Nathan Lean, Pluto Press £12.99
From the first page Nathan Lean pulls you into an intricate narrative of Muslim life after the 9/11 attacks. He describes with great detail the most obscene, brutal and outright inhumane treatment of black and Asian people in the US over ten years following 9/11. They are painted as one homogenous block who all follow the same values as those who hijacked the planes.
The book moves through the years describing the most prominent features of the demonisation of Islam. Starting with a huge wall of monster theory, Lean gives a tiring amount of examples that is enough to stop even the most determined reader. However, this theory does give a good understanding of demonisation through media as the face of racism has changed and developed to become more subversive and dynamic.
Lean moves to examine the main perpetrators of Islamophobia, targeting a few extreme individuals and pinning them up as the reason for the hatred of Islam to sustain and be re-energised. By highlighting the infamous Atlas Shrugs blogger Pamella Geller (who recently distanced herself from ex-EDL leader Tommy Robinson), as well as Robert Spencer of Jihad Watch, he places social media as the pedestal of Islamophobia and them as the curators.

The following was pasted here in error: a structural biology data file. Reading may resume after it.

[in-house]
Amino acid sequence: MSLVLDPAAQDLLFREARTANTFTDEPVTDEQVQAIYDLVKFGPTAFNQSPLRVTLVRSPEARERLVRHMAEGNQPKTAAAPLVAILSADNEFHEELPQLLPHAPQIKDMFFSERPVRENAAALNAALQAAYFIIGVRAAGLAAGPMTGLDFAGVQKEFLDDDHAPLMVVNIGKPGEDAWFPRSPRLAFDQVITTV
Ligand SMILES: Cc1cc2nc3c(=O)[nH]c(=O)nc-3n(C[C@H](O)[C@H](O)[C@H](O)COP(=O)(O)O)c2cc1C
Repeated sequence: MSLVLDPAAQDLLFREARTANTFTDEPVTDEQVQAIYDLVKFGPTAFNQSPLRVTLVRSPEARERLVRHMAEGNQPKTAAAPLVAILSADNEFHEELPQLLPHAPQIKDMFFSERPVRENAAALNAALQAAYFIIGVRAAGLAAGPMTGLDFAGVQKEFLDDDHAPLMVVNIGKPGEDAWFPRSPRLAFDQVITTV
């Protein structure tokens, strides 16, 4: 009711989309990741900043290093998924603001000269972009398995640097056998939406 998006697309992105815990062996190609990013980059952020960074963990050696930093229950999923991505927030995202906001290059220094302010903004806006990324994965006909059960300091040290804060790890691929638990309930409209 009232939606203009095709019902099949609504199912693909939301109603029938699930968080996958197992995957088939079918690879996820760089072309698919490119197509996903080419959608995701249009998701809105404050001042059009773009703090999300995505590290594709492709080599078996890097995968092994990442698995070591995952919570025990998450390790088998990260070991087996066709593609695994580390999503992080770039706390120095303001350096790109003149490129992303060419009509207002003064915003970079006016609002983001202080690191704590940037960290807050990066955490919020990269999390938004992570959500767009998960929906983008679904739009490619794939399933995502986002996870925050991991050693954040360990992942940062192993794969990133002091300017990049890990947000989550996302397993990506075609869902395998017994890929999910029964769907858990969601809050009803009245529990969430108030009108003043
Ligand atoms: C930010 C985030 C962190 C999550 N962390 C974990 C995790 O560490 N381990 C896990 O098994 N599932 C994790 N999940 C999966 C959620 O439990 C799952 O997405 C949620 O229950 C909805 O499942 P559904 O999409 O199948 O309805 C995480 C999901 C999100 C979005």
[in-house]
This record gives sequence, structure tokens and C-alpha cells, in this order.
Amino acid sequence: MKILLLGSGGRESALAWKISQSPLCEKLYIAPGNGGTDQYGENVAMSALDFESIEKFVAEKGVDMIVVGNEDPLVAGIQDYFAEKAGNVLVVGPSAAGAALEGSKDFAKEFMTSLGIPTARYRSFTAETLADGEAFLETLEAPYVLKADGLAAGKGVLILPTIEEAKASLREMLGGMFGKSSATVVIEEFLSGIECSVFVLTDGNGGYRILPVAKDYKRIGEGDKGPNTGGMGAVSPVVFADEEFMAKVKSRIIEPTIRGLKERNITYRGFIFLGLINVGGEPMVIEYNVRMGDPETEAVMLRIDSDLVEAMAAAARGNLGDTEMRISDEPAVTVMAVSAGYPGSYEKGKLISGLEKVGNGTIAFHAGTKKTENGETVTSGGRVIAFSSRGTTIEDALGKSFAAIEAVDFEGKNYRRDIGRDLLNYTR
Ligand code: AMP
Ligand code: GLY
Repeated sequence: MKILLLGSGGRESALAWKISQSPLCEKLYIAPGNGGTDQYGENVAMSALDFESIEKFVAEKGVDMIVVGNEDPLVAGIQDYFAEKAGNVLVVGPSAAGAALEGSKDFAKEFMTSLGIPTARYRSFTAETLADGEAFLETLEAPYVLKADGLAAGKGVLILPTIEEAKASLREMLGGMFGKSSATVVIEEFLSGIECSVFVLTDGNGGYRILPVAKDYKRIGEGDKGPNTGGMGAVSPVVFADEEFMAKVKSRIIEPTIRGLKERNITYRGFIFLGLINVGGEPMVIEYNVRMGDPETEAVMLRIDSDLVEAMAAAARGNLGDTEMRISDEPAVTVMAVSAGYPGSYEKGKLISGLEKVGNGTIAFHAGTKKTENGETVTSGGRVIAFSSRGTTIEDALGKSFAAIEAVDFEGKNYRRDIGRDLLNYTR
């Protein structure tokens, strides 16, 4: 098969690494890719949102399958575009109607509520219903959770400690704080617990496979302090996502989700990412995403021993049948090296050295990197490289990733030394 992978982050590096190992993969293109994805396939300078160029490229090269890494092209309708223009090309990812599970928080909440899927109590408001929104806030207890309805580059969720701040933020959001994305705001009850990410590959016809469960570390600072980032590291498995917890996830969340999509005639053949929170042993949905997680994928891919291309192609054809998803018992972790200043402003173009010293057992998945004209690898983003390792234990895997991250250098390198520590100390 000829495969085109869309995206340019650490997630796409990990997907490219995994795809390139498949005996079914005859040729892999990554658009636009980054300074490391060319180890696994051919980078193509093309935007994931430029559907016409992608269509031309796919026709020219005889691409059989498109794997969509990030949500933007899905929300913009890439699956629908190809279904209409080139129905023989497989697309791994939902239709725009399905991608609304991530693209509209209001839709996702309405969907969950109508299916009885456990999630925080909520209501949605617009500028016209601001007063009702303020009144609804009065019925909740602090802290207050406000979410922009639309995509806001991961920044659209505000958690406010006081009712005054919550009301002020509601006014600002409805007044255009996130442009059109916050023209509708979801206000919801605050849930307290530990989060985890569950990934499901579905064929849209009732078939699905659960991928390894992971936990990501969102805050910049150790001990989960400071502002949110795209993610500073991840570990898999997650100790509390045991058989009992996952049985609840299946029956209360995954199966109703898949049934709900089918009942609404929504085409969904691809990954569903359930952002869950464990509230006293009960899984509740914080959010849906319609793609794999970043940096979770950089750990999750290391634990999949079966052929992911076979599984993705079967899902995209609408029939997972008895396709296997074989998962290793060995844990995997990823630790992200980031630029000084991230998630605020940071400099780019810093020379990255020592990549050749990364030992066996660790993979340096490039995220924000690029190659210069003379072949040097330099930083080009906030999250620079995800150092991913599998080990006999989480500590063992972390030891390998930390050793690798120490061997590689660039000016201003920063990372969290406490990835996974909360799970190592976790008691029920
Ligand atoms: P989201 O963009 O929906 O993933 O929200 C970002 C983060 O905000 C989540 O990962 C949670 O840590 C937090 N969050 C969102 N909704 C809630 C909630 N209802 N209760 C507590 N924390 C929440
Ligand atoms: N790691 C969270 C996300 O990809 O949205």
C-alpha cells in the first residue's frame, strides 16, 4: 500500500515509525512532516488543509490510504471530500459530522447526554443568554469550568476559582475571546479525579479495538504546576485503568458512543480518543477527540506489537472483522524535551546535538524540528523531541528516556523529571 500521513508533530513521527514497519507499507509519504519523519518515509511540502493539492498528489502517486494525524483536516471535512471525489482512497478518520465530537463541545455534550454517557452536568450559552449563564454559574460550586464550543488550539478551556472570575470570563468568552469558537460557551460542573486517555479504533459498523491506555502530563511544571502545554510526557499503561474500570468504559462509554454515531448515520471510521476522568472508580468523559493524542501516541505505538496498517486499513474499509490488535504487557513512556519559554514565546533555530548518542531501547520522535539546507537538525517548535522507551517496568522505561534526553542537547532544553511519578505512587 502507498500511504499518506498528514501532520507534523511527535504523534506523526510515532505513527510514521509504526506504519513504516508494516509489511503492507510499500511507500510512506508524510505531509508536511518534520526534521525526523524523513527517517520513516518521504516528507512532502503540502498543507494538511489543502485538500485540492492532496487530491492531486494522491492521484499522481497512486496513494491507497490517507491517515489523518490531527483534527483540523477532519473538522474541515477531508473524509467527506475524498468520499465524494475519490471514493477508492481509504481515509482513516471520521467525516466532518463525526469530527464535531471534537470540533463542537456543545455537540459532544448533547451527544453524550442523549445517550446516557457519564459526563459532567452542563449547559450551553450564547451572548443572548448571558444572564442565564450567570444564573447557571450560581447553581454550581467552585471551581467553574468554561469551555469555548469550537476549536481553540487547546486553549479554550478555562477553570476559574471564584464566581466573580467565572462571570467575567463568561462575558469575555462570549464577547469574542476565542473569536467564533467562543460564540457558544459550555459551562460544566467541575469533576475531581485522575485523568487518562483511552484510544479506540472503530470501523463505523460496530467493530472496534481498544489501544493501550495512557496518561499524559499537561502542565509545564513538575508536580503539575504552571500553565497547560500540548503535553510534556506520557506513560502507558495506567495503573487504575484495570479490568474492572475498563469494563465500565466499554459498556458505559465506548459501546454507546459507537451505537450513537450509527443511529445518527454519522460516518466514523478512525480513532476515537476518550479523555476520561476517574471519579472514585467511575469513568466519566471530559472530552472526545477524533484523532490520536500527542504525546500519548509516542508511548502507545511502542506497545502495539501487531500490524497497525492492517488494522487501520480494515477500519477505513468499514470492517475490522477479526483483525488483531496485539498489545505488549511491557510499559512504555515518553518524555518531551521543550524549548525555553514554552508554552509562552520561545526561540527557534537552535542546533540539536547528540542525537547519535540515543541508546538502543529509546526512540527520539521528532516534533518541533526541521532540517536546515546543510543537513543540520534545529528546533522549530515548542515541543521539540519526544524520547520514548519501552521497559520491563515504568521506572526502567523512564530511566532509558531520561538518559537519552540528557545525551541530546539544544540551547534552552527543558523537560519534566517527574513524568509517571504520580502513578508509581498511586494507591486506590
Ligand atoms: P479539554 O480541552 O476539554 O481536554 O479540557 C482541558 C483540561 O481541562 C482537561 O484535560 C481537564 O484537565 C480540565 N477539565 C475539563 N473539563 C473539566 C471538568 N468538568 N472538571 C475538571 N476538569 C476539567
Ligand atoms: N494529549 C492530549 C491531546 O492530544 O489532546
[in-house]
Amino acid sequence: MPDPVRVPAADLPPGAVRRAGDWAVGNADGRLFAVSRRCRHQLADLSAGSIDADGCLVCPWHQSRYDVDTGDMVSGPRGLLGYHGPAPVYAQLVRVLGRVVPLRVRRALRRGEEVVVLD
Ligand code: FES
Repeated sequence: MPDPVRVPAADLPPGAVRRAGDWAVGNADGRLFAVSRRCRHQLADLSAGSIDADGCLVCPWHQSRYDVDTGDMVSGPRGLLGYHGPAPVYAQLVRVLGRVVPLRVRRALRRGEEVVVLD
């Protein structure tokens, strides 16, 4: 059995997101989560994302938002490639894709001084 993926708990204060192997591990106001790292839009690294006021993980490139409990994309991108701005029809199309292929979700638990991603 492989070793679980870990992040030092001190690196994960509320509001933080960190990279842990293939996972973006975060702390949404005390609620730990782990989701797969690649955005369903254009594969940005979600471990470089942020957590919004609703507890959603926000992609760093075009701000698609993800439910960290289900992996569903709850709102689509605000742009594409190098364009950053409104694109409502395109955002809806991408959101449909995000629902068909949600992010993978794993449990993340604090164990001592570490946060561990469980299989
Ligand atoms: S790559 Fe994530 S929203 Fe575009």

In doing so Lean takes accountability away from other forces such as the US government for pandering to arguments against Islam, as well as the mainstream media, who on 9/11 announced it was an "Islamic attack" on the founding values of American society.
Lean describes the role played by evangelical Christians, not only in movements such as SIOA (Stop Islamisation Of America), but also in government, in pushing a religion into power and displacing (or attempting to displace) the Muslim population.
The industry that is described is dominated by Christian preachers who believe it is their god-given duty to rid the world of Islam, thus justifying and legitimising their hate campaigns. The work of these preachers heavily involved in right wing parties is exposed to show the obtuse institutionalised racism.
In the last chapters Lean looks at the global perspective. He rightly brings the subject back to governments and problems which could be tackled yet are allowed to fester - such as laws designed for right wing parties to grow.
Overall the idea of looking at Islamophobia as an industry is a fresh stance. It showcases the corruption and profit margins which lie behind political agendas and the network of individuals and businesses that work behind the scenes.
Throughout the book Lean focuses on individuals. However, the conclusion is a powerful call for everyone opposed to discrimination to unite against an industry of hate and violence. Some fine tuning (as well as dropping the academic tone) is needed but Islamophobia Industry is very informative and well worth picking up.